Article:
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Coral Reef Temperature Anomaly Database (CoRTAD)

 

-Get the CoRTAD data files via HTTP here-
-Get the CoRTAD data files via FTP here-
-Get the CoRTAD data files via OPeNDAP here-
-Get the CoRTAD data files via THREDDS here-

Our current opendap server is not yet configured for netCDF 4. CoRTAD is available via opendap through the THREDDS server above.

About the Coral Reef Temperature Anomaly Database:

The Coral Reef Temperature Anomaly Database (CoRTAD) is a collection of sea surface temperature (SST) and related thermal stress metrics, developed specifically for coral reef ecosystem applications but relevant to other ecosystems as well. The CoRTAD Version 5 contains global, approximately 4 km resolution SST data on a weekly time scale from 1982 through 2012. The purpose of the CoRTAD is to provide sea surface temperature data and related thermal stress parameters with good temporal consistency, high accuracy, and fine spatial resolution. The CoRTAD is intended primarily for climate and ecosystem related applications and studies and was designed specifically to address questions concerning the relationship between coral disease and bleaching and temperature stress.

Version Changes:
Version 5, 1982-01-02 - 2012-12-28, Global 4320x8640x1617 netCDF-4.1.2 (doi:10.7289/V5CZ3545)
Version 4, 1981-10-31 - 2010-12-31, Global 4320x8640, Tile 540x540, NetCDF-4 Classic (doi:10.7289/V59G5JR3)
Version 3, 1982-01-01 - 2009-12-31, Global 4096x8192, Tile 512x512, HDF5
Version 2, 1982-01-01 - 2008-12-31, Global 4096x8192, Tile 512x512, HDF5
Version 1, 1985-01-01 - 2005-12-31, Global 4096x8192, Tile 512x512, HDF4
NODC Accession Numbers: v5 126774; v4 0087989; v3 0068999; v2 0054501; v1 0044419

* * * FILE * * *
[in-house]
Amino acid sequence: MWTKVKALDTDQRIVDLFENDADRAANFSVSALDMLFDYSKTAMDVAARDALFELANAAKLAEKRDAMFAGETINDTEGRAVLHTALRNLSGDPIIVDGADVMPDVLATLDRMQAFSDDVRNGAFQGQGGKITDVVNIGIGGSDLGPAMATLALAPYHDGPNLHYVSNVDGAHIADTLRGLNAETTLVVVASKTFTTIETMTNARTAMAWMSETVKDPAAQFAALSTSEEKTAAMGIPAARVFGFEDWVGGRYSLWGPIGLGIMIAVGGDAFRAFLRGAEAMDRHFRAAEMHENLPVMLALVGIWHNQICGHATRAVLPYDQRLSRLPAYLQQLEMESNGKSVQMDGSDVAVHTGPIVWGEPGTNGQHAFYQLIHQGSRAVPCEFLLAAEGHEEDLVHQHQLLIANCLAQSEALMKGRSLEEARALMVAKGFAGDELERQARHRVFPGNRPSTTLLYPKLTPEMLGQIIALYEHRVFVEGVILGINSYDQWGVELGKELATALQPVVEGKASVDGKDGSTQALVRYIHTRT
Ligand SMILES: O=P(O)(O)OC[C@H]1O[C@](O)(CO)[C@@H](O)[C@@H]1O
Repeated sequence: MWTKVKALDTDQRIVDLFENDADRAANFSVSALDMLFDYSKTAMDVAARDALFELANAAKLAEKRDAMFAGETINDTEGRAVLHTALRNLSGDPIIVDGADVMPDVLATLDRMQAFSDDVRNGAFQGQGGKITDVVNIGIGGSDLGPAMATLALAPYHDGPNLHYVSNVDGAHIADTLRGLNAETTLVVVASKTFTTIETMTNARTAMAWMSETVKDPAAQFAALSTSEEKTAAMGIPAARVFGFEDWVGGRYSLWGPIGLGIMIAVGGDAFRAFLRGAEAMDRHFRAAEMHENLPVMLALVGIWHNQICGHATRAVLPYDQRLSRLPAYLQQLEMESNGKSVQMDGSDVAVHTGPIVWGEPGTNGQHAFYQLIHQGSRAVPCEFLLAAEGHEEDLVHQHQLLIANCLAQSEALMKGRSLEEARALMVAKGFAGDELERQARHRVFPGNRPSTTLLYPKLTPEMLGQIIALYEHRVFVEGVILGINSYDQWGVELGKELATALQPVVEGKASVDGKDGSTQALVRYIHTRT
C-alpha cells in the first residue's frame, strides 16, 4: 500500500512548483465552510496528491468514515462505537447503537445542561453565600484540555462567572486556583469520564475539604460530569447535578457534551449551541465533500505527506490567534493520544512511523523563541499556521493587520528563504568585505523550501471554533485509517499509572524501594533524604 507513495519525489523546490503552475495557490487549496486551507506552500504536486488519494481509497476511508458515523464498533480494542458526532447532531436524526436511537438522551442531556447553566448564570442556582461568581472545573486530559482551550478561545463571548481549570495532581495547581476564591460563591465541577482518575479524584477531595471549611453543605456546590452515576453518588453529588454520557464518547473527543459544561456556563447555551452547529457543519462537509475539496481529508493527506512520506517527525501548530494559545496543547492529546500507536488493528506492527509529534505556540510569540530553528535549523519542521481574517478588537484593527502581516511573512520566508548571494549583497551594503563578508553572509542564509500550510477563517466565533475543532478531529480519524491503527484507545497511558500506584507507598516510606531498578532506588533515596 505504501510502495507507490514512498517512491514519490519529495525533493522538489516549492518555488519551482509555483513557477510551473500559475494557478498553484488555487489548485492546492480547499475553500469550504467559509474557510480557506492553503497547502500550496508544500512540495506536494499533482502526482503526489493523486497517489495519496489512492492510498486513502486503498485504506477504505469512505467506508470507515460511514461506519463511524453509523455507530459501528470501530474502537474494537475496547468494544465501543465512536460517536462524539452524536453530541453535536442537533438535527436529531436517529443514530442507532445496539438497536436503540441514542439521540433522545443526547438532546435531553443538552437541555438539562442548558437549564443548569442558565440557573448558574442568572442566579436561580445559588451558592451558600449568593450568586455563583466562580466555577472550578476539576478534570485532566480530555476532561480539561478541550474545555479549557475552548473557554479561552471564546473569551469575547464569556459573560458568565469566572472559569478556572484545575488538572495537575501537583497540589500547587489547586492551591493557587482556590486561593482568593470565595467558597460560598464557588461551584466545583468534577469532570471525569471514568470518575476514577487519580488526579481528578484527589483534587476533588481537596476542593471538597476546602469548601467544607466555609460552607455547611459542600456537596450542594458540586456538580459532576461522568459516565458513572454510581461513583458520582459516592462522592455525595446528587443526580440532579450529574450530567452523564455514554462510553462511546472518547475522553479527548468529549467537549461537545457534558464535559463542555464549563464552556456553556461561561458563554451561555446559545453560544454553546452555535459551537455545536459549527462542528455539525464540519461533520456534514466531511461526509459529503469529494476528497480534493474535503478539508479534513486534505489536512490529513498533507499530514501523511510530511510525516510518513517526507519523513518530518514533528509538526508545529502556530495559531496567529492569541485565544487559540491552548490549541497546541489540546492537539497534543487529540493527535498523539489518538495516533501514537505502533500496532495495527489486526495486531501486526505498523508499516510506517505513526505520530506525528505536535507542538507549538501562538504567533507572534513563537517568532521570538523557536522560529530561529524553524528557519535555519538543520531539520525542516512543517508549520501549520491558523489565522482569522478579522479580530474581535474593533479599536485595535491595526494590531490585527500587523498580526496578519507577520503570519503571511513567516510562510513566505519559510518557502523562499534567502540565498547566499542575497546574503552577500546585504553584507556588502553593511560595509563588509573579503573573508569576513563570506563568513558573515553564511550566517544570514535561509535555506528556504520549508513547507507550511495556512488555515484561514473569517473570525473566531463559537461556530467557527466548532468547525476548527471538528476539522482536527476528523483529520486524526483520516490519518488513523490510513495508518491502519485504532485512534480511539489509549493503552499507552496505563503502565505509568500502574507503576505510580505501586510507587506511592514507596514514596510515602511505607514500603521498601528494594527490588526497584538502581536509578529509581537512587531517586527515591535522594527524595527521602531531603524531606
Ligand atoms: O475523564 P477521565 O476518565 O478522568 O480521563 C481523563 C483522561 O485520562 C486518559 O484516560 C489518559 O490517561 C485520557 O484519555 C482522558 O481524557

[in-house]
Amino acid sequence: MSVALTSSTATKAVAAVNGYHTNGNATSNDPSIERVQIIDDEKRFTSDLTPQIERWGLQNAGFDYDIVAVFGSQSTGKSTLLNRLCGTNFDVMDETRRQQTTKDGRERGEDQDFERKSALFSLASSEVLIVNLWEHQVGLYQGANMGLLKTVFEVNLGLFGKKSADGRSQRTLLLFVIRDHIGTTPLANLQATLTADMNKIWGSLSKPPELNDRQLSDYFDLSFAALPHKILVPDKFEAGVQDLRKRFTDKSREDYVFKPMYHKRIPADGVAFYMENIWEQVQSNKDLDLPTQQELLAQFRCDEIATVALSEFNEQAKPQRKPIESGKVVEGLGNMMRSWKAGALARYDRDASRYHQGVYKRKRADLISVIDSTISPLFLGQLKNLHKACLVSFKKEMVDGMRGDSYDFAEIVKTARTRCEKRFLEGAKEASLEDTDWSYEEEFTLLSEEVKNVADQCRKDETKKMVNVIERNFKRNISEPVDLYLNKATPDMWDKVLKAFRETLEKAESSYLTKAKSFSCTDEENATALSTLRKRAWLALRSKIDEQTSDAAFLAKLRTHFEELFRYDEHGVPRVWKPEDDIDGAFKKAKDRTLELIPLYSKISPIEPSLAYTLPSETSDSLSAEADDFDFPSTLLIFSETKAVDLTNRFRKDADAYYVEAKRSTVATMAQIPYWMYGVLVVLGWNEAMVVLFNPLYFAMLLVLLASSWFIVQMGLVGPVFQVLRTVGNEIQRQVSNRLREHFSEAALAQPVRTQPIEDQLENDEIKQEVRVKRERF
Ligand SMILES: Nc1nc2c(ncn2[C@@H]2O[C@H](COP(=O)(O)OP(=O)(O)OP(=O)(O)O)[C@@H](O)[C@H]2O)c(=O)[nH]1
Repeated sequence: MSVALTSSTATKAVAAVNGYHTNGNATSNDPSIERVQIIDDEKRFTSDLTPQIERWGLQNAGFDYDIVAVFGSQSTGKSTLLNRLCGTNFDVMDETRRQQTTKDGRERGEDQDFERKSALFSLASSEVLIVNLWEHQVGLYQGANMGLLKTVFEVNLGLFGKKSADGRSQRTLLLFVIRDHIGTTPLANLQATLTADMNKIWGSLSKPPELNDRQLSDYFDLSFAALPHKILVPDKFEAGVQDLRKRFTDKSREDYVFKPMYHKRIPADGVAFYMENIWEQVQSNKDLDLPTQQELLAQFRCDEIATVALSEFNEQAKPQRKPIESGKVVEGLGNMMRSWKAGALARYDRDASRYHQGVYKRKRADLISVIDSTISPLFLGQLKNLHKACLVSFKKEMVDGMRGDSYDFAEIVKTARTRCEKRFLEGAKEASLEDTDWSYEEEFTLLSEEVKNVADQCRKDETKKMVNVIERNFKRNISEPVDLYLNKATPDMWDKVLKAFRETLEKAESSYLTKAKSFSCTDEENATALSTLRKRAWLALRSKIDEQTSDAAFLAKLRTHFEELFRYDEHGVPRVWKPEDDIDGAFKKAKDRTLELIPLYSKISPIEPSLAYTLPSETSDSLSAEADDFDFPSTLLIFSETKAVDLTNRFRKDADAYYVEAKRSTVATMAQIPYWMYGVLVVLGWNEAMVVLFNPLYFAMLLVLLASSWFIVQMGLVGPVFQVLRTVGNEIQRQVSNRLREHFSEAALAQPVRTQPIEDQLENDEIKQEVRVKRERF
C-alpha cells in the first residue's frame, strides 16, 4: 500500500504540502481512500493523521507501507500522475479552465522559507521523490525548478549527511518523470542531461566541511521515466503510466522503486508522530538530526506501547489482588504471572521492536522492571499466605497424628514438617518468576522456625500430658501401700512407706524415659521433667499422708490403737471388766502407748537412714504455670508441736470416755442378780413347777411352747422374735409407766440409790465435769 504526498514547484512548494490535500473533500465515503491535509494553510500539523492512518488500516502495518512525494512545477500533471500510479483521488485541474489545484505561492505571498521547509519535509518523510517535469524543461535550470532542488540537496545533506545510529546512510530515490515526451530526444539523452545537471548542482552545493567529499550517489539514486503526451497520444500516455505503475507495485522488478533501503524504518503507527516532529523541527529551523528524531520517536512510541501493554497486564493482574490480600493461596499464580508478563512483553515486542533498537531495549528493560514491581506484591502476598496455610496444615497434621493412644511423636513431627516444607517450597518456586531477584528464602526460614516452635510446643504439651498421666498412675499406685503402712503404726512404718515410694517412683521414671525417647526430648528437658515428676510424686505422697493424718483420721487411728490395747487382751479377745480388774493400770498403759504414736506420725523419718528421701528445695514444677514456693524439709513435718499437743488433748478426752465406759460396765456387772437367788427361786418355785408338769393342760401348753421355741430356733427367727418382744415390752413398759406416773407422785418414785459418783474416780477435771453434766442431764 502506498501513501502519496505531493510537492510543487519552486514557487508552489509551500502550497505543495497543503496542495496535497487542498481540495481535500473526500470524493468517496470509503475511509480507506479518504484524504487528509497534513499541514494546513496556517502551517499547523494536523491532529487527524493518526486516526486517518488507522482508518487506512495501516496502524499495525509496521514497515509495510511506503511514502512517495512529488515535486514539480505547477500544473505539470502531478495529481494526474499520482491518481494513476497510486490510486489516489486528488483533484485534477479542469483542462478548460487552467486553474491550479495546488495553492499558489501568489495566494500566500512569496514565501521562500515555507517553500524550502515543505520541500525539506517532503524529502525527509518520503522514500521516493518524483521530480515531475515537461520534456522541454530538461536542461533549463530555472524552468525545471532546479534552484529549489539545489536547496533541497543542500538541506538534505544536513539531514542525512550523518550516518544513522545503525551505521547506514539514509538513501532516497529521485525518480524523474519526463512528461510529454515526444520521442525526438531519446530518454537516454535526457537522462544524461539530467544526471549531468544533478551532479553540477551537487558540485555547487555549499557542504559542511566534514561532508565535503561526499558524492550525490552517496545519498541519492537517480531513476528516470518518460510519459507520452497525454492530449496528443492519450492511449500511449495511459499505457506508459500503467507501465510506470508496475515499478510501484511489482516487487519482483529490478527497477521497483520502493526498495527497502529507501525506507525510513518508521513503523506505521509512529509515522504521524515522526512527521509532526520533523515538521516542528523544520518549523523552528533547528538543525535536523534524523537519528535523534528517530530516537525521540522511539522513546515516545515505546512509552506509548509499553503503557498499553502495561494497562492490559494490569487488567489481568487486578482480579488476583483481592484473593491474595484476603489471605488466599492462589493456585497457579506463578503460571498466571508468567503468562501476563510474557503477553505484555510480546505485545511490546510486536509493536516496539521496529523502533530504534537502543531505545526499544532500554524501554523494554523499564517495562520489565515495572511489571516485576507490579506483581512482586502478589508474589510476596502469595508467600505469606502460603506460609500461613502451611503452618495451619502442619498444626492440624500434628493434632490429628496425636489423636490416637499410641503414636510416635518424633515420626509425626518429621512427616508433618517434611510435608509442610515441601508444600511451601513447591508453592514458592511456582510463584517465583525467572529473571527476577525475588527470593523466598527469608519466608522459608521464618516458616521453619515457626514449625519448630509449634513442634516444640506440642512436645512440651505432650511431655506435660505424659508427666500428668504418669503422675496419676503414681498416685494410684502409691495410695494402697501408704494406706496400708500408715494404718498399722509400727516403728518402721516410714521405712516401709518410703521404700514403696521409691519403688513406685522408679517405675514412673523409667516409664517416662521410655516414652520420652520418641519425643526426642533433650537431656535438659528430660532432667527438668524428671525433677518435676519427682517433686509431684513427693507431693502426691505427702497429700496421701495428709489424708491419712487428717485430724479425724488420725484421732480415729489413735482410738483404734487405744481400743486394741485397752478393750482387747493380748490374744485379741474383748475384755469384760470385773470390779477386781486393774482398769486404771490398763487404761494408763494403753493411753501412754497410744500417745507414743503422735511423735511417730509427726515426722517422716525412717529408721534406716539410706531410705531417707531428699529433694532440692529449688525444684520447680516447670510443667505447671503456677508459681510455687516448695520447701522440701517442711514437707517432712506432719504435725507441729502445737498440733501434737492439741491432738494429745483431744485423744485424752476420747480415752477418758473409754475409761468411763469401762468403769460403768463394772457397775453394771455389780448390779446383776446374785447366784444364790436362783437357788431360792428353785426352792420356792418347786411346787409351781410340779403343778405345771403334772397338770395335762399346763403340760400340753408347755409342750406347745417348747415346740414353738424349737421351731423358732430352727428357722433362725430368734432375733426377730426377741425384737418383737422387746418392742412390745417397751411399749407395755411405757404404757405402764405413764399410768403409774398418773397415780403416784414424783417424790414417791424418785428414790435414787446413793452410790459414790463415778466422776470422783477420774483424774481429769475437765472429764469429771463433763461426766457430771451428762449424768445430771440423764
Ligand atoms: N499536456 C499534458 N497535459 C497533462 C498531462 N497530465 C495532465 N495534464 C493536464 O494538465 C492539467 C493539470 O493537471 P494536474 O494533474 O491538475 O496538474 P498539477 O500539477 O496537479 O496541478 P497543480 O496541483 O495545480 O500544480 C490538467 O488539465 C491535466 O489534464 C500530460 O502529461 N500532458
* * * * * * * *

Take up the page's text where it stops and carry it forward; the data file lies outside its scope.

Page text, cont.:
Like its previous version (CoRTAD 4), CoRTAD 5 is derived from Pathfinder 5.2 Sea Surface Temperatue as well, while CoRTAD 3 utilized Pathfinder 5.1 and 5.0. CoRTAD 5 has 22 extra months of data and was developed using 1982-2012 data from the Pathfinder Version 5.2 collection produced by the National Oceanic and Atmospheric Administration's (NOAA) National Centers for Environmental Information (NCEI) (http://pathfinder.nodc.noaa.gov). These SST data are derived from the Advanced Very High Resolution Radiometer (AVHRR) sensor and are processed to a resolution of approximately 4.6 km at the equator. These data have the highest resolution covering the longest time period of any satellite-based ocean temperature dataset. Daytime and nighttime data were averaged weekly using data with a quality flag of 4 or better. Previous versions of CoRTAD (versions 1-3) also incorporated pixels up to 5 degrees warmer than a course resolution reference SST based on the Reynolds Optimum Interpolation Sea Surface Temperature (Weekly, 1-degree OISST version 2.0). Since Pathfinder Version 5.2 already uses a finer resolution reference field (25 km Daily OISST) this additional step was not incorporated here in CoRTAD Version 5, or in the previous CoRTAD Version 4. These processes resulted in a weekly SST dataset that is roughly 80% gap free.